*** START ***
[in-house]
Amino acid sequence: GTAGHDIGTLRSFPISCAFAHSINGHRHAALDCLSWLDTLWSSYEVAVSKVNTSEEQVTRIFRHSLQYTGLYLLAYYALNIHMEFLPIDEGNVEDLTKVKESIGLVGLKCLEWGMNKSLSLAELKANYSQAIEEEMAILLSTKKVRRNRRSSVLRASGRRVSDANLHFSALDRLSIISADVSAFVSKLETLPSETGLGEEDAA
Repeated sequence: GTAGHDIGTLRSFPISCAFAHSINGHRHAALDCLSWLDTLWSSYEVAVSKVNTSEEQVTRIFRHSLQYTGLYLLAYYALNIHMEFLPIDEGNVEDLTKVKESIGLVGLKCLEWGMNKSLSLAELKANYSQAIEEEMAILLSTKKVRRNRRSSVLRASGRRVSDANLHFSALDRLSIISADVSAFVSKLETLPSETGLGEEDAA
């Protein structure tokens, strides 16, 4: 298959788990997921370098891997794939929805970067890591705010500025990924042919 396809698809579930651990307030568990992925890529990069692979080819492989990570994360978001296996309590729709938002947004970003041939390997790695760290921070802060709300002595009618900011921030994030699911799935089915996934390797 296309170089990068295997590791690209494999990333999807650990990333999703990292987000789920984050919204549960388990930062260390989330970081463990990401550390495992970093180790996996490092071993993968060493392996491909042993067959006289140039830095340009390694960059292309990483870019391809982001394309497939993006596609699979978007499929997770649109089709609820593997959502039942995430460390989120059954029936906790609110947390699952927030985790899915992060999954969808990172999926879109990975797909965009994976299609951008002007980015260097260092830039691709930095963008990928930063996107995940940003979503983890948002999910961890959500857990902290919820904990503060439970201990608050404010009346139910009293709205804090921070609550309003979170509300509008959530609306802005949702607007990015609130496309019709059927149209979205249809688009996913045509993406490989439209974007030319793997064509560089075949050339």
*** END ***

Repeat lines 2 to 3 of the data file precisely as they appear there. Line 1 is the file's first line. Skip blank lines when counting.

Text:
Amino acid sequence: GTAGHDIGTLRSFPISCAFAHSINGHRHAALDCLSWLDTLWSSYEVAVSKVNTSEEQVTRIFRHSLQYTGLYLLAYYALNIHMEFLPIDEGNVEDLTKVKESIGLVGLKCLEWGMNKSLSLAELKANYSQAIEEEMAILLSTKKVRRNRRSSVLRASGRRVSDANLHFSALDRLSIISADVSAFVSKLETLPSETGLGEEDAA
Repeated sequence: GTAGHDIGTLRSFPISCAFAHSINGHRHAALDCLSWLDTLWSSYEVAVSKVNTSEEQVTRIFRHSLQYTGLYLLAYYALNIHMEFLPIDEGNVEDLTKVKESIGLVGLKCLEWGMNKSLSLAELKANYSQAIEEEMAILLSTKKVRRNRRSSVLRASGRRVSDANLHFSALDRLSIISADVSAFVSKLETLPSETGLGEEDAA